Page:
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Meet Craig Broek of The Table in South Denver

Today we’d like to introduce you to Craig Broek.

Craig, let’s start with your story. We’d love to hear how you got started and how the journey has been so far.
In the fall of 2010, my wife, Jeanine, and I planted the seeds of a vision for a new expression of church. I was a pastor of a suburban New York City church at the time but we both sensed it was time for something new. Jeanine was working as a farmer at a local CSA Farm in northern New Jersey and we began wondering and dreaming about what a combination of farm and church might look like. We knew a couple of people who encouraged us to consider pursuing these dreams in a new place – like Denver. We made a visit in October 2010, and within a month began making plans to make the move. Our vision then, and still today, was to present our neighborhood with a tangible expression of grace. We wanted to create a community that cared deeply for each other, regardless of belief, a community that worked together for the benefit of their neighbors and neighborhood, and a community that desired to authentically engage with God.

Of course, to do that, we needed a tremendous amount of support from friends and family – still true today – and the work that we’ve been able to accomplish is largely due to the regular financial support of those same friends and family over eight years.

Once we landed in Denver, we began describing our desire to grow food and community to our neighbors. Some people heard the word “church” and kept us at a distance. We continued to express our desire to do something that benefited the community no matter what their faith expression was. Gradually neighbors began volunteering their yard space for us to grow vegetables in. They donate the space and the water, we provide the labor and inputs and together we grow food to share with our community. Along the way, we share meals together and grow in relationship with one another. Over time we have been able to share over 20,000 pounds of fresh, organically-grown veggies with our community, and have been able to earn the trust of many neighbors who may have been suspicious at first. We continue to work to bring people together, to share food and important life conversations together. And we’re now beginning to look to expand our ability to provide safe space for our community to be together and talk while also creating long-term financial sustainability for our organization.

Has it been a smooth road?
The road has been a twisting one with ups and downs as well. The greatest risk of our work is how to be financially solvent with a family of 4 in Denver. It’s an expensive place to live. So while our focus is on being available to our neighbors and working to grow as much food as we can, we also continue to depend on a good amount of fundraising to make it work. Thankfully we haven’t had to miss a paycheck yet, but we’ve been close a couple of times.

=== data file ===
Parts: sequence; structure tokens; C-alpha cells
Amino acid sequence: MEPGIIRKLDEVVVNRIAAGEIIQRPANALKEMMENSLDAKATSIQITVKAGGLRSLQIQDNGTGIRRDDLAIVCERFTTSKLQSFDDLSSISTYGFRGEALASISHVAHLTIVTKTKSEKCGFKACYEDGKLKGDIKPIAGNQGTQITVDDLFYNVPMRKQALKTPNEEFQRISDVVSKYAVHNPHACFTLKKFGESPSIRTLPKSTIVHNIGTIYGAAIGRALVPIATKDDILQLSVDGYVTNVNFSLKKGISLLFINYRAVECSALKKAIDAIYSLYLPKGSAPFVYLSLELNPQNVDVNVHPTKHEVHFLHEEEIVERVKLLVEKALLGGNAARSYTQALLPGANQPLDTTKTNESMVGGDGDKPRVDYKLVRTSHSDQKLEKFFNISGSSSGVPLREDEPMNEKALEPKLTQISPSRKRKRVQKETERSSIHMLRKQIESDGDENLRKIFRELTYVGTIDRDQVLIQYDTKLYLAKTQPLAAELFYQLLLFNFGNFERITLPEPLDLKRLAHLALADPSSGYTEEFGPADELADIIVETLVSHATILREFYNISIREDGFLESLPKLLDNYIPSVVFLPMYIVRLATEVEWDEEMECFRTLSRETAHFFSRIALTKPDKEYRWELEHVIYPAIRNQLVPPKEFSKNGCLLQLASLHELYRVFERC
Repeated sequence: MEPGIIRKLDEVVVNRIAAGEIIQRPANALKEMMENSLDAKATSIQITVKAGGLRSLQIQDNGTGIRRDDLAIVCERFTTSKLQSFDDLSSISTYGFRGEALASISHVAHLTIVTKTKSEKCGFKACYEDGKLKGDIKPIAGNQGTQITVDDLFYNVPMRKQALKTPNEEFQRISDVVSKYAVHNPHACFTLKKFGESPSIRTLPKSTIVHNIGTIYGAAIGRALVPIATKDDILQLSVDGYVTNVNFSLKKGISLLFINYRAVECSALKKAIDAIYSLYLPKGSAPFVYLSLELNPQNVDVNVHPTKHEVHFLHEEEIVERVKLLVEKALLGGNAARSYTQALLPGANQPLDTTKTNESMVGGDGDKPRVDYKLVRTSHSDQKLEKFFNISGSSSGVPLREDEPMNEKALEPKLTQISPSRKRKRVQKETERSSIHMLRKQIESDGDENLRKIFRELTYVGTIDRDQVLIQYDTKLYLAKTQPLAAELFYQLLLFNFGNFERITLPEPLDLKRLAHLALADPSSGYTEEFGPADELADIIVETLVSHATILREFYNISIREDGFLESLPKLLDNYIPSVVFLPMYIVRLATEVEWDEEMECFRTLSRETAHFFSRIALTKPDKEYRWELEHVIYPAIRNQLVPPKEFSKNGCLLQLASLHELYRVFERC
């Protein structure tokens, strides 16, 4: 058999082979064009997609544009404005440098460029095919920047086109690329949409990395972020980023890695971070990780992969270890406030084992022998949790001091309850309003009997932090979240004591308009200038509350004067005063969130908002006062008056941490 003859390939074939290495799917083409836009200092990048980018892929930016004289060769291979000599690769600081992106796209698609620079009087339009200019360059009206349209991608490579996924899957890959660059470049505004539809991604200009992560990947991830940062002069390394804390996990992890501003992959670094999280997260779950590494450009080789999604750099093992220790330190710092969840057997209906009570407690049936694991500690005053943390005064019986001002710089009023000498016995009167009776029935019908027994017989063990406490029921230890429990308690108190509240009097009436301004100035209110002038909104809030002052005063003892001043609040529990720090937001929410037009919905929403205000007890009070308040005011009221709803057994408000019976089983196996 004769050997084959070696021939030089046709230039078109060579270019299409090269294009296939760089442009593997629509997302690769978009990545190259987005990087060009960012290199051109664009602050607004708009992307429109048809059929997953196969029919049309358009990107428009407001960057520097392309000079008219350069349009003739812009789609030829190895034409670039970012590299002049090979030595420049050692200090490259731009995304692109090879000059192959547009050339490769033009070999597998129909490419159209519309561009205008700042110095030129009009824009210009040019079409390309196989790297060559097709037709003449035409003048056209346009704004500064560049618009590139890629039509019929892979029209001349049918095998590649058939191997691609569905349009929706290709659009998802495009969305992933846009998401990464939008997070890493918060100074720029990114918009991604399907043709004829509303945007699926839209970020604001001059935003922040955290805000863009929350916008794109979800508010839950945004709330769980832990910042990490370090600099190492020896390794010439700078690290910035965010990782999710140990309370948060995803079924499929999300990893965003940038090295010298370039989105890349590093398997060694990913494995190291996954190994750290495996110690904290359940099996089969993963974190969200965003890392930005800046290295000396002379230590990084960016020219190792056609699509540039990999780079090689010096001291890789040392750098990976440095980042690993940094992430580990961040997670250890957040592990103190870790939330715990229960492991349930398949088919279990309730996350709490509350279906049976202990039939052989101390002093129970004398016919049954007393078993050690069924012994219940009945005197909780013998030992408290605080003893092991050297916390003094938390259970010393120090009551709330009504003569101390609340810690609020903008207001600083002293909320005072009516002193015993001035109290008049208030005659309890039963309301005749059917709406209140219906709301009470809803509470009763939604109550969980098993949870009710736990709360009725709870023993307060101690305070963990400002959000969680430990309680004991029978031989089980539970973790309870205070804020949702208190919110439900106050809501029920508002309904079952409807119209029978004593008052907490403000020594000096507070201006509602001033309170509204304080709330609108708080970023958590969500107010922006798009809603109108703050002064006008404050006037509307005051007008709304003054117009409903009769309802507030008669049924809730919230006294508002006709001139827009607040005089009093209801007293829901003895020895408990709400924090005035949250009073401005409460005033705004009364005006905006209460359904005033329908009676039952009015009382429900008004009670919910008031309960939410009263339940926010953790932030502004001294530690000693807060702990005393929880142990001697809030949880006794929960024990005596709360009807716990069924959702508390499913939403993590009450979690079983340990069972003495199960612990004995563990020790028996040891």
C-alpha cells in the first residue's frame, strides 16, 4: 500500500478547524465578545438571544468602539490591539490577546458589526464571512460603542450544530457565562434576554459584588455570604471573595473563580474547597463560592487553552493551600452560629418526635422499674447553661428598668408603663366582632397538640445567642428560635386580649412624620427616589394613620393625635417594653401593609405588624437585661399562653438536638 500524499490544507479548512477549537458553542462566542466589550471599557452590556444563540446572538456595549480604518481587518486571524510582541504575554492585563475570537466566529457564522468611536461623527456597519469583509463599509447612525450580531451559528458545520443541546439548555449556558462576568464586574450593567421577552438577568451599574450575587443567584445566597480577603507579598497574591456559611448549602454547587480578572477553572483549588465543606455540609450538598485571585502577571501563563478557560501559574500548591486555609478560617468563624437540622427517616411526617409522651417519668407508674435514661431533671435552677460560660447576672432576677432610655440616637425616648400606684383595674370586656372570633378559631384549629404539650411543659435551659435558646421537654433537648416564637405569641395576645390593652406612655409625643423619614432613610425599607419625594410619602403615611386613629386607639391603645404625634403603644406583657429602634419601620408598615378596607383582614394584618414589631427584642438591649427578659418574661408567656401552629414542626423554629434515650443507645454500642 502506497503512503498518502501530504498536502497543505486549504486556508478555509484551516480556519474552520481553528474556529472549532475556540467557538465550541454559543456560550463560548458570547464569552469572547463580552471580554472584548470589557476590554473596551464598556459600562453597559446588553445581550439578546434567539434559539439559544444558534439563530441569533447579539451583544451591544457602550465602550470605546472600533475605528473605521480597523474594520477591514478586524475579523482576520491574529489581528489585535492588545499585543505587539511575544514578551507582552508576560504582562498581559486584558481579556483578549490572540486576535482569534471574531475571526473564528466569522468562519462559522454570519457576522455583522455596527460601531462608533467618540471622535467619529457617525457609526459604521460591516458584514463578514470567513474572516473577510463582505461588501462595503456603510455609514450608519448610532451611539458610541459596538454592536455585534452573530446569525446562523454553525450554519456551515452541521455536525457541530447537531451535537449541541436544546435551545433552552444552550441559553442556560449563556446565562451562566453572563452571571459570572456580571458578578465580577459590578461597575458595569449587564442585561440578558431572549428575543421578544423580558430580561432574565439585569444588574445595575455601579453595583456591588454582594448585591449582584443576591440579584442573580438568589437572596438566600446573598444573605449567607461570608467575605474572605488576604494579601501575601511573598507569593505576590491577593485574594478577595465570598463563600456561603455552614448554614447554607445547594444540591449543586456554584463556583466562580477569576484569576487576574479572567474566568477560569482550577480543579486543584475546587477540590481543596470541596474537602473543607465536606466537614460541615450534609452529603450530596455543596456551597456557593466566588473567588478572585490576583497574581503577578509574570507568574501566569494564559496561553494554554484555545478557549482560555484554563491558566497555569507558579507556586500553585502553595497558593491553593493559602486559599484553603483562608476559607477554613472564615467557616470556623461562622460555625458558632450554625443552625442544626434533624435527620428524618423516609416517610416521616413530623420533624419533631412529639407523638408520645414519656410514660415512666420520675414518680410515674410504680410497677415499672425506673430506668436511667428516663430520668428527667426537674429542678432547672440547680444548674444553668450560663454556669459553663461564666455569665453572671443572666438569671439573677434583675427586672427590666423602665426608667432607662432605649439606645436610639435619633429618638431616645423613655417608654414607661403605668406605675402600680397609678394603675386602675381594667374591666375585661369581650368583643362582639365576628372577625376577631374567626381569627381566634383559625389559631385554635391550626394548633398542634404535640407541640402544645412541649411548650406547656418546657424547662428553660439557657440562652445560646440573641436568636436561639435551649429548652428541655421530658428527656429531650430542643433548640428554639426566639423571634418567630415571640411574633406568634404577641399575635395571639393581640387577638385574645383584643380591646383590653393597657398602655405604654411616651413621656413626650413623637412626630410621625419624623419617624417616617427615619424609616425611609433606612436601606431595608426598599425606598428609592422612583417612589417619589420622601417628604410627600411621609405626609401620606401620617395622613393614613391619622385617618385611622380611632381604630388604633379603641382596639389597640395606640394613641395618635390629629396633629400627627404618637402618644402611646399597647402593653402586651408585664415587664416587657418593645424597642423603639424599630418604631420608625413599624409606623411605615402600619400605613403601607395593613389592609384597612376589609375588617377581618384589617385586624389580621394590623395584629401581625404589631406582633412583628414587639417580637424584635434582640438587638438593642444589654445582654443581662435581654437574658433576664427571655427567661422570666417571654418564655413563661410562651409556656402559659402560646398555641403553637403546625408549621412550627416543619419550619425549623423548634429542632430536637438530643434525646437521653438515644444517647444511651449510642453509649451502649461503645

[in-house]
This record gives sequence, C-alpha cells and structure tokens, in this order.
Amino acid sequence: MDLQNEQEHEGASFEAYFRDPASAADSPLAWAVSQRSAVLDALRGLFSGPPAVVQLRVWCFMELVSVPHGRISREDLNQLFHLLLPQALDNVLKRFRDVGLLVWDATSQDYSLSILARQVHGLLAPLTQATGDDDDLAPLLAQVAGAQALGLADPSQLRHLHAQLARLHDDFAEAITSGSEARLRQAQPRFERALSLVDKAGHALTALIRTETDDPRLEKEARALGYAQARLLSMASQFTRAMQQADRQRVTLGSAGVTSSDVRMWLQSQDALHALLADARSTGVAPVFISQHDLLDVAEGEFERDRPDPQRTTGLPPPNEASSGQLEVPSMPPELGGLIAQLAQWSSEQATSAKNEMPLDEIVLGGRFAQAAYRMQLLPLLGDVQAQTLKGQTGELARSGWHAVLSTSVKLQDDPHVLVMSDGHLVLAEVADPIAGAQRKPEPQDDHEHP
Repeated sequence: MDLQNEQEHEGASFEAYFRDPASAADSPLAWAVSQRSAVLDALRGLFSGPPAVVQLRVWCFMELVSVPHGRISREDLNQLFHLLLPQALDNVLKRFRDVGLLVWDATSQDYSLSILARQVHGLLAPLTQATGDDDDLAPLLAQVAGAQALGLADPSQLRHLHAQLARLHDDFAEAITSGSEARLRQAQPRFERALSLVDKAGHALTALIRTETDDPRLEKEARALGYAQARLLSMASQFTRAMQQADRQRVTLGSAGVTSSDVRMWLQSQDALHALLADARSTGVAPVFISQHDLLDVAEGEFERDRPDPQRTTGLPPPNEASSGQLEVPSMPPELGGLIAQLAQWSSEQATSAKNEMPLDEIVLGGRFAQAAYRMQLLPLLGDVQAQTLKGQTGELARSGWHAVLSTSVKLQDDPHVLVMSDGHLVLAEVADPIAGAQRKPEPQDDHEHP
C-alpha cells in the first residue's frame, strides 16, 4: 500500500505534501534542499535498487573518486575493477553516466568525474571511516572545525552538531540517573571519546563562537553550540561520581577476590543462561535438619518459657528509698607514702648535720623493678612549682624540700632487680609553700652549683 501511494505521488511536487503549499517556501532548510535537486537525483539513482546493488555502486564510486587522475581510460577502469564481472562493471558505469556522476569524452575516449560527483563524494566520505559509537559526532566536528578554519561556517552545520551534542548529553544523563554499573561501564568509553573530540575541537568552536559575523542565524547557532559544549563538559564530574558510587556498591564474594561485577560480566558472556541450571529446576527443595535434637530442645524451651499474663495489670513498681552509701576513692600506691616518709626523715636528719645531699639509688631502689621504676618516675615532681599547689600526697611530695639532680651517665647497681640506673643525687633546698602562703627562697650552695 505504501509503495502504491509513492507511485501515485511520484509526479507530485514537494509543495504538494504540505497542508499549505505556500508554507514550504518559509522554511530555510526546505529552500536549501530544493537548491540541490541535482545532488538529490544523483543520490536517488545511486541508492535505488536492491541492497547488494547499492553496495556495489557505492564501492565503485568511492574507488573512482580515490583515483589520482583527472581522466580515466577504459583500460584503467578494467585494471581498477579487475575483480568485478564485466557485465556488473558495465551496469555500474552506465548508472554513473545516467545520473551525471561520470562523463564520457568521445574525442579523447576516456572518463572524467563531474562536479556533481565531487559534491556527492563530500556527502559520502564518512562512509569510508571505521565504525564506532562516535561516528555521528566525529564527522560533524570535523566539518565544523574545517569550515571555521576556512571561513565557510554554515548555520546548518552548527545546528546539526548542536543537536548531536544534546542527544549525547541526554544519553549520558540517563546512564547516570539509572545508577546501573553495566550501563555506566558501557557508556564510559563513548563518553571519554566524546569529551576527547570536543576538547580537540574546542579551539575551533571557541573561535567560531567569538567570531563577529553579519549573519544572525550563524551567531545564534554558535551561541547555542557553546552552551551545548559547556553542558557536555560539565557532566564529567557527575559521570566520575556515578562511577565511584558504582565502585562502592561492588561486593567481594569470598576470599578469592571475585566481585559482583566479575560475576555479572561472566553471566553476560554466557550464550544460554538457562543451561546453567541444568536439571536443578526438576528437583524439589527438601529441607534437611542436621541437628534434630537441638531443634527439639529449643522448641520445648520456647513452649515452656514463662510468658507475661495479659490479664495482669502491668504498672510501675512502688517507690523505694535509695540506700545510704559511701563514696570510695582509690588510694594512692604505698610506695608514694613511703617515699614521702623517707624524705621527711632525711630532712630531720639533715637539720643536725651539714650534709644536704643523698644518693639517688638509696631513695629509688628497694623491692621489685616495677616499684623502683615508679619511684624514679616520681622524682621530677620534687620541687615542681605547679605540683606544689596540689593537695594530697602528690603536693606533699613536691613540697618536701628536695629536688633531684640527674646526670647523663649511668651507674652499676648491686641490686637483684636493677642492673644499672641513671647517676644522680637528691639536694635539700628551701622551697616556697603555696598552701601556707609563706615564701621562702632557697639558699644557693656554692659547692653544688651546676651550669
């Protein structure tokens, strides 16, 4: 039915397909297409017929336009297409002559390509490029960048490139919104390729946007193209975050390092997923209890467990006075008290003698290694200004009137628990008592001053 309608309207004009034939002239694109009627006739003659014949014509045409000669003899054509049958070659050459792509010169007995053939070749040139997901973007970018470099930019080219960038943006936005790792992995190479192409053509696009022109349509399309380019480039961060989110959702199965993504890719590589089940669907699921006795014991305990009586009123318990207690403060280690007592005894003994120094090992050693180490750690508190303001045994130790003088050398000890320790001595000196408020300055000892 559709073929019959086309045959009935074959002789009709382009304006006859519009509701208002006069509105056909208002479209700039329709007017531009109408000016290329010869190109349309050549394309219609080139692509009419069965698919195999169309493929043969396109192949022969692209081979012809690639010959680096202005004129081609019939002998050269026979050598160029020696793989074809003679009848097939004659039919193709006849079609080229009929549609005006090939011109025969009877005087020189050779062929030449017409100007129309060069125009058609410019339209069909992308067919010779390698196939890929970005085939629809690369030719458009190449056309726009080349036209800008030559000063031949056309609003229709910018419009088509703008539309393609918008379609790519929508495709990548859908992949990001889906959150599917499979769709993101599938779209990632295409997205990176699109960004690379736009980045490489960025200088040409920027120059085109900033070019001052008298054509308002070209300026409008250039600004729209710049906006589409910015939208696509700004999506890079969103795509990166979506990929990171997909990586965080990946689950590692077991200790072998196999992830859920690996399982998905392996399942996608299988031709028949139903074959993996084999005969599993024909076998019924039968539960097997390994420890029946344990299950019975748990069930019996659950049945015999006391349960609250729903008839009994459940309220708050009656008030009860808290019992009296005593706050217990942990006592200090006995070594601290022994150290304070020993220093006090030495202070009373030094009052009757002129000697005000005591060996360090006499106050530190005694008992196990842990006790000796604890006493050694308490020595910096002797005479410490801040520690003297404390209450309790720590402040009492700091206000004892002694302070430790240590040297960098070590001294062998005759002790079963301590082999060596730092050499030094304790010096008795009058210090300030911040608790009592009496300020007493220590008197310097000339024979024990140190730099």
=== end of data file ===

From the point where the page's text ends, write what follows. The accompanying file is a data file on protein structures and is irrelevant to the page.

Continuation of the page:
Another struggle is the capacity to keep up with multiple gardens every summer. At our high water mark, we had close to 25 gardens. That was too many and our family and neighborhood relationships paid the price. We spread ourselves too thin. This year we have 12 gardens and hope to be able to provide quality and good quantity of food while also maintaining enough sanity to be present and engaging in our relationships.

We’ve also created something that people don’t necessarily have a box for. We’re sort of church, sort of farm but don’t fit either category very well. So we do a lot of re-defining of terms and trying to show our community what we mean by our three values of community, nourishment, and grace.

We’d love to hear more about your business.
The Table is known for growing food in partnership with our neighbors and sharing that food with food banks and via the Veggie Bike. The Veggie Bike is a mobile bodega that we park at local businesses and share food with anyone who walks up. We also encourage our patrons to share food with others who may need it in an attempt to impact as many lives as we can. All the food we grow is given away for free, although people do ask if they can make donations. We always encourage people to share food or good deeds as their donation.

I think what sets us apart and what we are most proud of is that we do our best to bring people together above all. Yes, we grow food and we share it, but we are most interested in creating a community where anyone can connect.

Is our city a good place to do what you do?
Denver is a good place but also a difficult place. As I mentioned earlier, it’s really expensive to live here. So operating a non-profit and making ends meet could be easier in a less expensive city. But the values of our work resonate with a lot of people in Denver. We connect with people who value healthy food and with people who are looking for meaningful friendships. I think the opportunities in Denver are found in that many people are relatively new here and are looking for ways to connect. Large cities can be surprisingly lonely and we hope to alleviate that pain for people.

If someone were starting out, I would encourage them to ensure strong support from the start. That support includes financial and relational support. If they were starting out in farming, I would encourage the city to make land available or protect it. The value of land is so high that non-profits will always have a hard time making it, especially people who depend on the land to provide for the mission of their organization.

Pricing:

Contact Info:

  • Website: www.denvertable.org
  • Phone: 720-465-4421
  • Email: craig@denvertable.org
  • Instagram: @denverthetable
  • Facebook: @denverthetable
  • Twitter: @denverthetable

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